Shrugging off a bitter defeat in South Carolina just 10 days earlier, former Mass. Gov. Mitt Romney finished some 15 percentage points ahead of second place contender Newt Gingrich to claim victory in yesterday's Florida GOP presidential primary.
Republican voters in Florida overwhelmingly believe that Romney stands the best chance of defeating President Barack Obama in the November general election. Former Speaker of the House Newt Gingrich finished with 31.9 percent, former Sen. Rick Santorum (R-Minn.) was third with 13.4 percent and Congressman Ron Paul (R-Tx.) rounded out the field with 7 percent of the total votes cast, according to the Associated Press.
Romney's march to the August GOP convention in Tampa was surely strengthened by his strong showing in Florida, one of the country's most important general election swing states.
Over the weekend, President Barack Obama responded to the Senate’s passage of a stand-alone repeal of the military’s “Don’t Ask, Don’t Tell” policy, which prohibits gays and lesbians from serving openly in the military.
The Senate passed repeal 65 to 31 on Saturday. The House passed an identical measure last week 250 to 175.
The bill will now make its way to the president to be signed into law.
The Savannah City Council unanimously passed a vote today to authorize the city manager to implement a domestic partner program for city employees.
The vote was approved unanimously by the nine-member council.
Two national gay GOP groups, Log Cabin Republicans and GOProud, both blamed Senate Majority Leader Harry Reid (D-Nevada) for today’s “Don’t Ask, Don’t Tell” failure.
The Senate voted today on whether to move forward with the 2011 Defense Authorization bill which included language that would have allowed President Barack Obama to repeal DADT after the completion of a Pentagon study on the military’s gay ban.
The Senate Tuesday afternoon rejected a motion to break a Republican-led filibuster against an annual defense spending bill that includes language aimed at ending the military’s "Don’t Ask, Don’t Tell" law banning out gays. The vote was 56 to 43.
The vote was uncertain all the way up to the vote, started at 2:30 eastern time, as Democratic leaders were reportedly trying to negotiate an agreement with one or two senators to reach the 60 votes they needed to proceed. But Republicans stood united in their contention that a procedural restriction placed on consideration of the annual defense spending bill was politically motivated to win the votes of LGBT people and Latinos for the mid-term elections in November.
The two remaining Republican gubernatorial candidates met for a televised debate last night on Fox 5 Atlanta. Moderated by Russ Spencer, the debate covered a wide range of issues, including the anti-gay tone of the primary campaigns.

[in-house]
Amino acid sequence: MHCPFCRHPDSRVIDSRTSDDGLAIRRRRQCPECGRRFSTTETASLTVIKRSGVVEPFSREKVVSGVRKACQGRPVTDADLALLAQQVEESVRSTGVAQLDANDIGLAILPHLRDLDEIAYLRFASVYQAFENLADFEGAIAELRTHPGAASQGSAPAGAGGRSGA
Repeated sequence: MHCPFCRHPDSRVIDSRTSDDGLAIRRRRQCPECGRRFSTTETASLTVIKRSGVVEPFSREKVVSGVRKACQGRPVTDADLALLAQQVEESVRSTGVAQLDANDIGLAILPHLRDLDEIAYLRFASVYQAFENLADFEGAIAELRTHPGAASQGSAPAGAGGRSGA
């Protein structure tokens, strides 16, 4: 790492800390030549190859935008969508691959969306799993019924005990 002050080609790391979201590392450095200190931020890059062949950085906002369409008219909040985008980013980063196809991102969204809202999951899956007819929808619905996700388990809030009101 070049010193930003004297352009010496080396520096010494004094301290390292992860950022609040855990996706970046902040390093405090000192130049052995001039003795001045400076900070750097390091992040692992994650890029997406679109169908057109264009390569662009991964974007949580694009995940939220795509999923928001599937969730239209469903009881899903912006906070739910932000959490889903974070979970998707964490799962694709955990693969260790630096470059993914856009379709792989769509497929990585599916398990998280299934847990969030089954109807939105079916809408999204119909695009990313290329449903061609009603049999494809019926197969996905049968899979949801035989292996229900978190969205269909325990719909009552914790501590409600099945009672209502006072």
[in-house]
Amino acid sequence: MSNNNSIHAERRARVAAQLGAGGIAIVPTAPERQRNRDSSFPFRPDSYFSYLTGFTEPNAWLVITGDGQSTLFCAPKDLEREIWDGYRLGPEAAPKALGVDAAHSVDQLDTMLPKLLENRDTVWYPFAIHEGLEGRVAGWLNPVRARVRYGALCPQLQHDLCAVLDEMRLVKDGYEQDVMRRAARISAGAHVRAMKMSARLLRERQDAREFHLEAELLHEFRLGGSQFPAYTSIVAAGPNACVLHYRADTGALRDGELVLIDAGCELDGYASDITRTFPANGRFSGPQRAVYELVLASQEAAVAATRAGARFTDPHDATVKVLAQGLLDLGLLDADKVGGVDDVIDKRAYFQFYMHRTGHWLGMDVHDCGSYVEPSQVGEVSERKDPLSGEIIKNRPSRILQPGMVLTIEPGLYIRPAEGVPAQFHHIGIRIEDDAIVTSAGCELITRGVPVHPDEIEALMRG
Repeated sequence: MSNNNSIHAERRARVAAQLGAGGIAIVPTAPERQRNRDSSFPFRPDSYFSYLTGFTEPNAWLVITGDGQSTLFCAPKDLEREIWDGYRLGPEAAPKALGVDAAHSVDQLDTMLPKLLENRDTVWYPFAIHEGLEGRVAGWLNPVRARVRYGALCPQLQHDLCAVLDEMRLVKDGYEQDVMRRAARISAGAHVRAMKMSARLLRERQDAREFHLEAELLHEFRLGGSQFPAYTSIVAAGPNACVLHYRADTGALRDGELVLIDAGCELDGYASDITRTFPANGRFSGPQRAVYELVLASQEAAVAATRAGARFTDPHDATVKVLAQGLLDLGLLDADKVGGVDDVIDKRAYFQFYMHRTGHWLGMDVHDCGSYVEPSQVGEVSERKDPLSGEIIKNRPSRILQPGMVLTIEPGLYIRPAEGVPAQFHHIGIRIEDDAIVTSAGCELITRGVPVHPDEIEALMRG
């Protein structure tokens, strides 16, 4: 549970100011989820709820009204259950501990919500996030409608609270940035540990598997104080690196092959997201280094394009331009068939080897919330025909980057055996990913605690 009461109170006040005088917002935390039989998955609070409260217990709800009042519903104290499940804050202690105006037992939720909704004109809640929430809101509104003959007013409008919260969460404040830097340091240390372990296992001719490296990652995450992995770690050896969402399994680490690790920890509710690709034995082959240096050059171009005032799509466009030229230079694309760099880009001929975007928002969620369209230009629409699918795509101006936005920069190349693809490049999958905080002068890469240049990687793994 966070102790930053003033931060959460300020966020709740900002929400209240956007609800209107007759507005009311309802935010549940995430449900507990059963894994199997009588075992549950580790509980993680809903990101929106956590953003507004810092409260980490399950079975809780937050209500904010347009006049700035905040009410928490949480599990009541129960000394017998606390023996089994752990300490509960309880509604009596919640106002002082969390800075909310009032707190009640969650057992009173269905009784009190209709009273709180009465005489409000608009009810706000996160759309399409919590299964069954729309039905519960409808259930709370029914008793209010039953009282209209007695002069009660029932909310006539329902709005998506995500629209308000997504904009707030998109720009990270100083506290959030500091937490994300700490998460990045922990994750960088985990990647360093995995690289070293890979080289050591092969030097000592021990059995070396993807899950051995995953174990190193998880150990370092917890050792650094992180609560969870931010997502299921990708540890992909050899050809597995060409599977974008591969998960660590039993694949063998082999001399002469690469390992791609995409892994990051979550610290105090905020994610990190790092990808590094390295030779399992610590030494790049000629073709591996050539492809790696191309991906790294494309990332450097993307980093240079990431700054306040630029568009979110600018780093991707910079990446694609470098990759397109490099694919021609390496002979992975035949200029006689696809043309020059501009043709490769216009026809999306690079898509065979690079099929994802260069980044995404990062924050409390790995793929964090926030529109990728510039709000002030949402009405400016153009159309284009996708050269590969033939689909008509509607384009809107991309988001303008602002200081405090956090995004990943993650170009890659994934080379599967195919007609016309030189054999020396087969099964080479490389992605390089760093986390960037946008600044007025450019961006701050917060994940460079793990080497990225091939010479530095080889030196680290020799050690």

During the general primary, Deal released one of the most anti-gay commercials of the race that claimed Handel supported gay adoptions and domestic partner benefits. Handel spent a large portion of the early campaign denying her alleged support of gay issues as well as her involvement with gay GOP group Log Cabin Republicans.
• State Senate District 39: Incumbent Sen. Vincent Fort, one of the most outspoken LGBT rights advocates in the General Assembly, faced a challenge in the Democratic primary from Graham Balch, who also sought gay votes. According to unofficial results from the Secretary of State website, Fort garnered 6,881 votes, or 67.7 percent of the vote, compared to 3,284 votes, or 32.3 percent for Balch.
Fort’s campaign included an LGBT Initiative chaired by state Rep. Karla Drenner (D-Avondale Estates), who was Georgia’s first openly gay state lawmaker and is running unopposed for her sixth term, and longtime community activist Craig Washington.
This year, Georgia elects a new governor, every state constitutional office, and every seat in the state legislature, plus many other offices ranging from U.S. Senate to county commissions.
The upcoming July 20 primaries will determine which Republicans and Democrats will battle it out in the Nov. 2 general election. A few November races also include a Libertarian or independent candidate as well.
The primary ballot includes three openly gay candidates: Joan Garner and Keisha Waites for Fulton County Commission District 6, and Keith Gross for State House District 80.
And while few candidates for the state’s top offices have openly campaigned for LGBT votes, many have long records — some positive, more negative — on issues that impact our community.
After two months of online balloting and more than 20,000 votes cast, we present the best of the best — our inaugural Best of Atlanta winners.
It all started back at the beginning of May, when we asked you, our readers, to nominate your favorites for dozens of awards in the categories of Community, People, Nightlife, Dining, Retail, Pet Services, Internet, and Outside Atlanta.
The top three finalists — or more, in the case of a tie — in each category made it through to the next round of voting. For the month of June, a multiple-choice ballot asked you to pick among the finalists for who really represents the finest in LGBT Georgia.
Thanks to everyone who voted, and congratulations to all of the worthy winners and runners up.